Pause.Every weekend, I dress up as a version of myself. I douse myself in glitter and do shots of Cuervo and shake my ass up and down a narrow aisle, delivering burgers and escargot to drunk people. I flirt with people whose names I never remember and fight with strangers I hope to never see again.
In the morning, I sit around with friends and drink tall glasses of vodka and bitch about the rest of the world. I fold myself into a cab and thumb through a pile of cash, wondering when it will ever be enough.
For six years, I have been a small player in the big game of late night Manhattan, and today, I realized, that someday, my role will be retired. My contract will not be renewed. And as much as this life that I lead breaks my heart and drives me crazy, I do not wish for the ride to stop too soon. I feel as though I can still squeeze a few more drops of the fantastic elixir and quench my thirst for more.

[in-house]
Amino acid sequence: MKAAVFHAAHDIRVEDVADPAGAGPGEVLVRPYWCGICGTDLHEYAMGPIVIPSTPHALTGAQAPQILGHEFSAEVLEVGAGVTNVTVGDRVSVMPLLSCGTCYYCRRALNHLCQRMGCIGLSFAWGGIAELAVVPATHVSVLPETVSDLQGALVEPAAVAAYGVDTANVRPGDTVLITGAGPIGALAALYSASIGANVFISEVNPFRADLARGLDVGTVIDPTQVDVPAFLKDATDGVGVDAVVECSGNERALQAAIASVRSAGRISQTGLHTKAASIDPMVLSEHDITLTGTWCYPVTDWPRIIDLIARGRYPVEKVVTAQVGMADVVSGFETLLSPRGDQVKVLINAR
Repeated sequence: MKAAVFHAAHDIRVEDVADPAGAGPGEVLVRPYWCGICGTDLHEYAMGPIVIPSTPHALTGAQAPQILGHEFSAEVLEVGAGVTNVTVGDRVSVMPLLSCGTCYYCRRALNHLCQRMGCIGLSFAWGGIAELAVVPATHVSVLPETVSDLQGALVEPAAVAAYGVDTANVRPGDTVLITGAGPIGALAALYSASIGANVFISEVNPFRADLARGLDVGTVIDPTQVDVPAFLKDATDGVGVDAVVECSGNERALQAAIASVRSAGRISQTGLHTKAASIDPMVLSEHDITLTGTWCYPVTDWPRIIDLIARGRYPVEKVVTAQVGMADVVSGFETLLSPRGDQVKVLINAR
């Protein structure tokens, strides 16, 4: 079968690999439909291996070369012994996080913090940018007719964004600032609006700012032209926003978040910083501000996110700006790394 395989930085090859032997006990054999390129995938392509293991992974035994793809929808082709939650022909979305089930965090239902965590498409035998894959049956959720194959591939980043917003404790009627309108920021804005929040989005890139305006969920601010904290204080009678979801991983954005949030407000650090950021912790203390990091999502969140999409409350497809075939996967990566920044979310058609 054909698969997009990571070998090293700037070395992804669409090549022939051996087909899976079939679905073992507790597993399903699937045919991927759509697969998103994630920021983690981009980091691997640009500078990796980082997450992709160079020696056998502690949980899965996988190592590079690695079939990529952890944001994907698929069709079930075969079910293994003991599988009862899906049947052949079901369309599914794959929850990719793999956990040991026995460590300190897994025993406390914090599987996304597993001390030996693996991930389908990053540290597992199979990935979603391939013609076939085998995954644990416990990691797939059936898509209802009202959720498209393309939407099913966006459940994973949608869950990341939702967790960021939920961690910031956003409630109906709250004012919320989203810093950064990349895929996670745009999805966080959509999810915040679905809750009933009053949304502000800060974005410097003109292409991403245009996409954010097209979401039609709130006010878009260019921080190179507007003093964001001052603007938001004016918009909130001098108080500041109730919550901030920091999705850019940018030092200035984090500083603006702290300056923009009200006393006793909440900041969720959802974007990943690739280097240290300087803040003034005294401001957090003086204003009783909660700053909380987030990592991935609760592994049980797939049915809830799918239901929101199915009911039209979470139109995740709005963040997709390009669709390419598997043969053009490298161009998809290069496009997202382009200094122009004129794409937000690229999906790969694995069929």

Someone is parked out in the street below my window. They have their car doors open and Thelonious Monk is pouring out of their speakers in heady throbs. The music will be gone by the time I leave for work. The music always stops. But the melancholy lingers. The longing doesn't end, even when the heart is fooled into satisfaction.
"Things in New York City sparkle a lot longer than you'd expect before they burn out."